It’s another appallingly environmentally-irresponsible day. I’m in a quandary. It seems impossible to support my local independent shops and limit my impact on the environment.
This recipe works well with ripe, juicy English pears – but I’m supposed to keep my sugar intake down and I broke that rule earlier this week with the Alphonsos. So Dutch chicory it is. I could use English stilton but the silkiness, and slight sweetness, of Roquefort lifts the glory of this dish into the stratosphere. At least it’s only travelled from France to Mortimer & Bennett. Walnuts? Bought from my local health food store, they’ve come all the way from Argentina. I will try to do better next week.
If you are in your fifties or older, you’ll have had these delicious mouthfuls hundreds of times, as a dinner party starter or drinks party nibble. It’s still useful for both but, as I don’t currently give dinner or drinks parties, lunch is where I slot it in. Infrequently (because of the cheese-cholesterol concern and as my nutritionist might be reading this).
I’ve tried variations on a theme. Feta doesn’t work ever, not even with pears – it’s too one-dimensional and dry. Stilton works better with pears than with chicory – the mix creating a better salt-sweet balance. Dolcelatte, Picos blue, Gorgonzola, Saint Agur, Fourme d’Ambert, Cheshire blue, Bleu d’Auvergne … anything blue and sticky will do. Including the late and very lamented (by me) Lymeswold, derided as the Blue Nun of cheeses but of which I was particularly fond.
The disadvantage of serving this at girly lunches (they happen rarely, but they do happen) is that everyone always says how wonderful it is, they ask if I’ve ever served it as a starter – and then go off and replicate it. In my mother’s day, recipes were only passed on (or pinched) on the understanding that the recipient (or thief) would never serve it to someone in the originator’s circle. No such rules apply these days. Which is why it’s my personal indulgence. It’s perfect for sitting in the shade in the garden on a sunny evening, a drink in the other hand. If only I had a bit of outdoors.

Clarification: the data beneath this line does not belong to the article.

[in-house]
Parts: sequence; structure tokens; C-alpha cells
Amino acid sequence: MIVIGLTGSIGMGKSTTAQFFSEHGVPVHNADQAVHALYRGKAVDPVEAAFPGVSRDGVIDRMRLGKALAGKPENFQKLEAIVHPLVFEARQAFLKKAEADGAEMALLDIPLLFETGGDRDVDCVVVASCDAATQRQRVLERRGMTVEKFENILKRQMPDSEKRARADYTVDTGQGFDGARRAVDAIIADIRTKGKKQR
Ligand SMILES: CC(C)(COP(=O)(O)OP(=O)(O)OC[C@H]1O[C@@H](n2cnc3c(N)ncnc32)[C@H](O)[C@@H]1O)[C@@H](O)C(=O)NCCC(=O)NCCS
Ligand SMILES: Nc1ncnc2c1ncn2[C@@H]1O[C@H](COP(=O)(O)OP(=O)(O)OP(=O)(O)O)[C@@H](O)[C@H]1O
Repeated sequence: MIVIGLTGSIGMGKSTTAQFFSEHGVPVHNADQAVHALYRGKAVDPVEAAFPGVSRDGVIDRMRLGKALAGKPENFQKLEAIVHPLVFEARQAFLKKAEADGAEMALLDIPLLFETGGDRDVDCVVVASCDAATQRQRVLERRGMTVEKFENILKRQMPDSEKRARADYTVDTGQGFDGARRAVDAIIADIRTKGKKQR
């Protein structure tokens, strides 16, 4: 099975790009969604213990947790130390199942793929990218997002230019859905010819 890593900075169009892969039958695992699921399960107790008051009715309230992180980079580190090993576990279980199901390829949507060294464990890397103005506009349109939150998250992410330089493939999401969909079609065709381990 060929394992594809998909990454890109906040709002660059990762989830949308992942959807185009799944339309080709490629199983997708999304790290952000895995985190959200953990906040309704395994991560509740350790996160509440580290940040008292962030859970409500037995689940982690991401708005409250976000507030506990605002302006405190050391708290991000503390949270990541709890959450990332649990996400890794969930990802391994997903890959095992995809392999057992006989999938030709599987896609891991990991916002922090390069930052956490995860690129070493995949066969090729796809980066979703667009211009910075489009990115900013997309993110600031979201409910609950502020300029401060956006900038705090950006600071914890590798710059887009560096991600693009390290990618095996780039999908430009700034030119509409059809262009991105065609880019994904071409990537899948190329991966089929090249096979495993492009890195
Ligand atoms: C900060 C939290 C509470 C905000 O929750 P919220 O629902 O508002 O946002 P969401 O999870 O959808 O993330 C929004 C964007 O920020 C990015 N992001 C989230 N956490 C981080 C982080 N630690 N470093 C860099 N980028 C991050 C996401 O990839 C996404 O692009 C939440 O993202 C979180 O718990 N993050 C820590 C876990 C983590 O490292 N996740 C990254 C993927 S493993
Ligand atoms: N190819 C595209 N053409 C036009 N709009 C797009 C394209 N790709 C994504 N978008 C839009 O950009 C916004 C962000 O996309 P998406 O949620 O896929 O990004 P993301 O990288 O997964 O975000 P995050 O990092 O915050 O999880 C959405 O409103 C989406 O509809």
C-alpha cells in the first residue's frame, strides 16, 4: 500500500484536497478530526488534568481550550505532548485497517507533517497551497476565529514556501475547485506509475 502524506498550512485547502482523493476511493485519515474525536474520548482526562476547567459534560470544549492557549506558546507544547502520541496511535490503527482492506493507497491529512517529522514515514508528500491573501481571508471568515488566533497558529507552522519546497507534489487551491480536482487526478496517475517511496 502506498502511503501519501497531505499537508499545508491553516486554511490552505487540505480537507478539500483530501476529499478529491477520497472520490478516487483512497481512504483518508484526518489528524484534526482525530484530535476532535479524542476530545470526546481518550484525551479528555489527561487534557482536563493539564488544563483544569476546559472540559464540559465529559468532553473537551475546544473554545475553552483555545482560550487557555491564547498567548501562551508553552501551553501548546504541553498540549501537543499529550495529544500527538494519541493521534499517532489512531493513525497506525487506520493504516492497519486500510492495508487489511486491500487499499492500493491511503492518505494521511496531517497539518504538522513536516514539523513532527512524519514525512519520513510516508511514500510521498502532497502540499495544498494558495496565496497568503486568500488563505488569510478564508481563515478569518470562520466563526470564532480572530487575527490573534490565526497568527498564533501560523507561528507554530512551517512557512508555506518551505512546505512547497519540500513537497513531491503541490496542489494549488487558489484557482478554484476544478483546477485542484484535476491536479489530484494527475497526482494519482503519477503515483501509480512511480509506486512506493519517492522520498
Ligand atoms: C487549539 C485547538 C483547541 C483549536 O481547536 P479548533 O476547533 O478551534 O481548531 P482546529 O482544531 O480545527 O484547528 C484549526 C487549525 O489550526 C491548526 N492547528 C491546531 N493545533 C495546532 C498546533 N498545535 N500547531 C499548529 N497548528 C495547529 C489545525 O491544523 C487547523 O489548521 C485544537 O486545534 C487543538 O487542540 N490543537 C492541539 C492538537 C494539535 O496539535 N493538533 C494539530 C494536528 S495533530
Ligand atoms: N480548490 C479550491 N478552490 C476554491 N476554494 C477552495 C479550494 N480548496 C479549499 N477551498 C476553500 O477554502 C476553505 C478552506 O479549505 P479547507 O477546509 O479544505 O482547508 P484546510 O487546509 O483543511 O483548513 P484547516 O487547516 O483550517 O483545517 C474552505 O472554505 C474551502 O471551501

Perfection on a plate
One head of chicory
2 ozs or so of Roquefort (or other strong blue cheese)
Four walnut halves
Avocado oil (or olive oil or walnut oil)
- Separate six chicory leaves (or as many as your hunger dictates)
- Cut the Roquefort into small chunks (many recipes say crumble it but I find it’s too sticky, even for a finger-licker like me)
- Chop the walnuts into small chunks
- Dot the chicory leaves with the Roquefort and chopped walnuts
- Drizzle your choice of oil along each leaf
I ate them with my fingers. And ended up making more.
The very best avocado oil, in my view, comes from Chile. A Chilean networking colleague of mine was going to import it and invited me round for a taste test. We tasted blind and both preferred the organic extra virgin version, which is what I used today. It’s golden, thick and very full-flavoured – but all of them were better than the widely available Californian version which is thin, pale and watery. The New Zealand version is marginally better. But if you can find Chilean, I urge you to buy it.
I suppose this all adds up to another bunion on my carbon footprint.